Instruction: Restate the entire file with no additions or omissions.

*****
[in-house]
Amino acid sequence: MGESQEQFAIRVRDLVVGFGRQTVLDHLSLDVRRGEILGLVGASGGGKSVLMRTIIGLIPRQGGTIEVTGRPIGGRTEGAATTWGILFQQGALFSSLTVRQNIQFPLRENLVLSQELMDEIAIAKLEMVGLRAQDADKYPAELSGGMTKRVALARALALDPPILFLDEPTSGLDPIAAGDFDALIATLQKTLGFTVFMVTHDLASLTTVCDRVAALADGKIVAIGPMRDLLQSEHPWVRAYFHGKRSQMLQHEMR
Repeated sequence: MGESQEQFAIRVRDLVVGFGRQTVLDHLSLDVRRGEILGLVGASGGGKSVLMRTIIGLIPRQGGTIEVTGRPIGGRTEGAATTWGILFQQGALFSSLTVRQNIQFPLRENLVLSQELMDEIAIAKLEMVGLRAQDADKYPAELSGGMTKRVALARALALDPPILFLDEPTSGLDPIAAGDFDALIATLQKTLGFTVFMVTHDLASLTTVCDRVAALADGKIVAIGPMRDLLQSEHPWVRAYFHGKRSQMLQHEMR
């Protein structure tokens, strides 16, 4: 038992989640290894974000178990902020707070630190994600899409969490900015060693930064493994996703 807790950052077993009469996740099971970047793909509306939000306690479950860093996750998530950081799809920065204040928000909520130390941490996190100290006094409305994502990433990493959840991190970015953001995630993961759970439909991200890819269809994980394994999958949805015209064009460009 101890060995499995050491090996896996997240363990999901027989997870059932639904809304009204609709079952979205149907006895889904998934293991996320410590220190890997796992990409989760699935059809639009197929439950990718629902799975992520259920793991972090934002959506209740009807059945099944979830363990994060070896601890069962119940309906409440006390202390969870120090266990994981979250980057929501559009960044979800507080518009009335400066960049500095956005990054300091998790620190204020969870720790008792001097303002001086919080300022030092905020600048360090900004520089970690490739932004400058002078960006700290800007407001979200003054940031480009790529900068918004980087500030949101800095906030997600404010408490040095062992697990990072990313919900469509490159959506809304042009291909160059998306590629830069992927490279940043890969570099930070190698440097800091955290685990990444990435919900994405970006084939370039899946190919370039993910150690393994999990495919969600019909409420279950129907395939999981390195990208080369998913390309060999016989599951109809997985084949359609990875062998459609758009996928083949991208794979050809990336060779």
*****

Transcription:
[in-house]
Amino acid sequence: MGESQEQFAIRVRDLVVGFGRQTVLDHLSLDVRRGEILGLVGASGGGKSVLMRTIIGLIPRQGGTIEVTGRPIGGRTEGAATTWGILFQQGALFSSLTVRQNIQFPLRENLVLSQELMDEIAIAKLEMVGLRAQDADKYPAELSGGMTKRVALARALALDPPILFLDEPTSGLDPIAAGDFDALIATLQKTLGFTVFMVTHDLASLTTVCDRVAALADGKIVAIGPMRDLLQSEHPWVRAYFHGKRSQMLQHEMR
Repeated sequence: MGESQEQFAIRVRDLVVGFGRQTVLDHLSLDVRRGEILGLVGASGGGKSVLMRTIIGLIPRQGGTIEVTGRPIGGRTEGAATTWGILFQQGALFSSLTVRQNIQFPLRENLVLSQELMDEIAIAKLEMVGLRAQDADKYPAELSGGMTKRVALARALALDPPILFLDEPTSGLDPIAAGDFDALIATLQKTLGFTVFMVTHDLASLTTVCDRVAALADGKIVAIGPMRDLLQSEHPWVRAYFHGKRSQMLQHEMR
């Protein structure tokens, strides 16, 4: 038992989640290894974000178990902020707070630190994600899409969490900015060693930064493994996703 807790950052077993009469996740099971970047793909509306939000306690479950860093996750998530950081799809920065204040928000909520130390941490996190100290006094409305994502990433990493959840991190970015953001995630993961759970439909991200890819269809994980394994999958949805015209064009460009 101890060995499995050491090996896996997240363990999901027989997870059932639904809304009204609709079952979205149907006895889904998934293991996320410590220190890997796992990409989760699935059809639009197929439950990718629902799975992520259920793991972090934002959506209740009807059945099944979830363990994060070896601890069962119940309906409440006390202390969870120090266990994981979250980057929501559009960044979800507080518009009335400066960049500095956005990054300091998790620190204020969870720790008792001097303002001086919080300022030092905020600048360090900004520089970690490739932004400058002078960006700290800007407001979200003054940031480009790529900068918004980087500030949101800095906030997600404010408490040095062992697990990072990313919900469509490159959506809304042009291909160059998306590629830069992927490279940043890969570099930070190698440097800091955290685990990444990435919900994405970006084939370039899946190919370039993910150690393994999990495919969600019909409420279950129907395939999981390195990208080369998913390309060999016989599951109809997985084949359609990875062998459609758009996928083949991208794979050809990336060779």